Thursday, June 23, 2011

Who are We?

Lots of people ask me what exactly is my job. They know I’m the Founder and President of Media Missionary School and Flannelgraph Ministries. But that doesn’t exactly answer the question. Obviously, we’re into education and media. And, frankly, I’ve had a difficult time offering a short version or a convenient 30-second sound bite. What we do and who we are is a bit complex and abstract at times.

Recently, I was challenged to put our mission and vision on one page. Believe me, that’s not easy for me to do. But it was a great exercise. It challenged me to focus my thinking. First of all, I am a missionary without borders reaching a new people group that is currently not being reached. This new people group speaks the language of media, the language of visual image and the language of visual storytelling. They are part of the new church of media and entertainment.

The important thing to remember is, as a civilization, we are transforming from one based on written communication to one based on visual communication. Obviously, this has enormous implications in the spread of the Gospel Message.

As a result, my ministry can be defined as an advocacy group, a missions organization, a media ministry, and an educational institution. They are all linked together and necessary to complete our mission. We advocate the development of visual storytelling for global outreach. As an advocacy group, we offer resources, information and education for the Church and the Body of Christ on issues of faith, media and culture. I do this by providing classes, workshops, and seminars.

We are a missions organization designed to help and support media missionaries on a practical, spiritual, and emotional level. We’re dedicated not only to their professional success but, more importantly, to their spiritual and emotional growth and effectiveness as a media missionary. I know of no organization that is honestly tackling this issue. We have mission organizations that help and support foreign missionaries, but nobody is helping those who are called into mainstream media to reseed the culture with a Biblical message.

We are a media ministry which provides content through Media Missionary TV and this website We provide online resources that support current and future media missionaries. We think that it’s important to create content that emphasizes stories of media missionaries working on the front lines of the entertainment industry. Our mission is to tell their story and provide resources and information that will inspire the next generation of media and film makers who have embraced a missional approach to their work. How will the Church support such efforts if they don’t know their stories.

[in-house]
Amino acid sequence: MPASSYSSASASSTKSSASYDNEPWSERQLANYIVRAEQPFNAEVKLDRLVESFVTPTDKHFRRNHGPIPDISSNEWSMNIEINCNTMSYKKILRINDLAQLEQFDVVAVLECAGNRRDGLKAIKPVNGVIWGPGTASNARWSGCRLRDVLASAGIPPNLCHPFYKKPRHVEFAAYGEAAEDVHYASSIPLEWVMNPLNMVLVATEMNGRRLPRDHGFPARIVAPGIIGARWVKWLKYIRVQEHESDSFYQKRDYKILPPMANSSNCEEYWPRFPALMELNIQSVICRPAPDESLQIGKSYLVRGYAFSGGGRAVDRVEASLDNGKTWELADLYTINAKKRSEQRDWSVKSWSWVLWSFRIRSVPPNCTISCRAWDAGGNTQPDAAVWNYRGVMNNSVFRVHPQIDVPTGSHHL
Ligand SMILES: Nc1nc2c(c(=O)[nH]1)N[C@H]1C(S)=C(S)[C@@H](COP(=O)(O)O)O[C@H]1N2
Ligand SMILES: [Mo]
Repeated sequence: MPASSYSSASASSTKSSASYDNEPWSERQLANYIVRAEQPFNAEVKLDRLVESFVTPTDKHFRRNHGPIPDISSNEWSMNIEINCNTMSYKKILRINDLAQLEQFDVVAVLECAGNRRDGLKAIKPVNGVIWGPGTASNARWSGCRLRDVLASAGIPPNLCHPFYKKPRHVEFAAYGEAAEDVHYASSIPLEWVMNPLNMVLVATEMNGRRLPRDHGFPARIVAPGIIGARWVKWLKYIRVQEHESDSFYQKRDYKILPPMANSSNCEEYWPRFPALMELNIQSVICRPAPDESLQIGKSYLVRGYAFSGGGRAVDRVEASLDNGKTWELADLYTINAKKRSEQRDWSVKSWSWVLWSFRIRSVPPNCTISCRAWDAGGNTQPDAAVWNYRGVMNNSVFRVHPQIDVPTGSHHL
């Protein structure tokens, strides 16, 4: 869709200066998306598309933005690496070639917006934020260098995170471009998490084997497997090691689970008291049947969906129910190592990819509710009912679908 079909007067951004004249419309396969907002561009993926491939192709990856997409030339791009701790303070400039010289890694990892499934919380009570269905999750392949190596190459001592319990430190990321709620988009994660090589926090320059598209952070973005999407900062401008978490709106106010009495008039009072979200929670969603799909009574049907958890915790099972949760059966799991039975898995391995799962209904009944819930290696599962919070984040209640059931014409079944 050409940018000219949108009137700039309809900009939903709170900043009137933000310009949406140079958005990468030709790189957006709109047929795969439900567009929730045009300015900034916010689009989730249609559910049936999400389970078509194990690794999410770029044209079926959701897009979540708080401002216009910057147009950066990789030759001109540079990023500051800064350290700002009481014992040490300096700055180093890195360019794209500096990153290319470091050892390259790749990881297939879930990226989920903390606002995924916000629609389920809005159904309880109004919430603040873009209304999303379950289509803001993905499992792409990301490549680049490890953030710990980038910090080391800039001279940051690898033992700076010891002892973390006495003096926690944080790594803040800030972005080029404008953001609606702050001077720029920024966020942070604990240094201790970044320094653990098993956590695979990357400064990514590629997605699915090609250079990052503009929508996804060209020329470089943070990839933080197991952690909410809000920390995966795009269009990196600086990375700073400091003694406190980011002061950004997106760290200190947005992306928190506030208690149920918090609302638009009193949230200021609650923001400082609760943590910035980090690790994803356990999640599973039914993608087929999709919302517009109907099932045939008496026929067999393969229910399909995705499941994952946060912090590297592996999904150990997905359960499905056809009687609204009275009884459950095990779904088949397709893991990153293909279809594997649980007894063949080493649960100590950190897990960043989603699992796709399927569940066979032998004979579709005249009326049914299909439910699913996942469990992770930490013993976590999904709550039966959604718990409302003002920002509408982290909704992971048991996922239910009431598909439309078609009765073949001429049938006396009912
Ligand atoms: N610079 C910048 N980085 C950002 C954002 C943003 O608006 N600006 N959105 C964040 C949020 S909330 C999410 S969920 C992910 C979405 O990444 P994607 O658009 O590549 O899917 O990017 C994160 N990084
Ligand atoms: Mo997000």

And, finally, we are an educational institution. No, we are not trying to be a four-year college or film school. That is not our mission. But we are an institution that focuses on faith-based training and film camps for students who are interested in pursuing a career in media and entertainment.

We do want to build a physical center where we can train and develop visual storytellers and media missionaries. How I see this working is a three-week program in the summer for high school students and a three-month program for adults. The center will be a place where individuals will come and study in a community setting.

I’m interested in preparing the messenger as well as the message. And that’s not the focus at the university and college level. Ours is a spiritual journey.

Well, there you have it—my explanation of what I do. We are an advocacy group, a missions organization, a media ministry and an educational institution working in unison for one mission—fulfilling the Great Commission.

1 comment:

  1. That all sounds great. I would love to take part in this mission as much as I can. I am an aspiring independent filmmaker, but also a Christian. I desire to write films that are visually appealing with messages that are realistic, but dramatically powerful. Most of the time Christian films are so non-realistic that they appear insincere and preachy. I hope to make films that aren't afraid to portray the reality of life, even if this means having some scenes with profanity, violence, etc to do so. Also, I have discovered that the best films have an element of ambiguity instead of tight resolution; films that make you think beyond the 2 hours of the film.

    Thanks for heading this up. I hope it does well with Christians.

    Jade K.